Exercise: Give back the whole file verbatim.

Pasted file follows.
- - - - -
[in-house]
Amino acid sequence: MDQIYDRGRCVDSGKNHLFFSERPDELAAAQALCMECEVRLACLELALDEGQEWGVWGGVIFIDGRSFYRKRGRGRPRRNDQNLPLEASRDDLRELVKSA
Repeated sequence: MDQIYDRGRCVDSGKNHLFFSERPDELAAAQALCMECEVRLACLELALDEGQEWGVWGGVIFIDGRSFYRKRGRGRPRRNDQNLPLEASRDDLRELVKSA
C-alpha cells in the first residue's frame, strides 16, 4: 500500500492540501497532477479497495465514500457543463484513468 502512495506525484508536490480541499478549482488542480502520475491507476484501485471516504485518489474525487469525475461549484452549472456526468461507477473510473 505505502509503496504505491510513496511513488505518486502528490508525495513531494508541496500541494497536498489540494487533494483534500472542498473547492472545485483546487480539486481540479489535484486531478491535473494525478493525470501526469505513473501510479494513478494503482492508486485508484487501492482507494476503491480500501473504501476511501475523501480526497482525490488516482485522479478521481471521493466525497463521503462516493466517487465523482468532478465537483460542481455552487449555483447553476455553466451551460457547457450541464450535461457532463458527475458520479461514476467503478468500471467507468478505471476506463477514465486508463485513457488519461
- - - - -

[in-house]
Amino acid sequence: MDQIYDRGRCVDSGKNHLFFSERPDELAAAQALCMECEVRLACLELALDEGQEWGVWGGVIFIDGRSFYRKRGRGRPRRNDQNLPLEASRDDLRELVKSA
Repeated sequence: MDQIYDRGRCVDSGKNHLFFSERPDELAAAQALCMECEVRLACLELALDEGQEWGVWGGVIFIDGRSFYRKRGRGRPRRNDQNLPLEASRDDLRELVKSA
C-alpha cells in the first residue's frame, strides 16, 4: 500500500492540501497532477479497495465514500457543463484513468 502512495506525484508536490480541499478549482488542480502520475491507476484501485471516504485518489474525487469525475461549484452549472456526468461507477473510473 505505502509503496504505491510513496511513488505518486502528490508525495513531494508541496500541494497536498489540494487533494483534500472542498473547492472545485483546487480539486481540479489535484486531478491535473494525478493525470501526469505513473501510479494513478494503482492508486485508484487501492482507494476503491480500501473504501476511501475523501480526497482525490488516482485522479478521481471521493466525497463521503462516493466517487465523482468532478465537483460542481455552487449555483447553476455553466451551460457547457450541464450535461457532463458527475458520479461514476467503478468500471467507468478505471476506463477514465486508463485513457488519461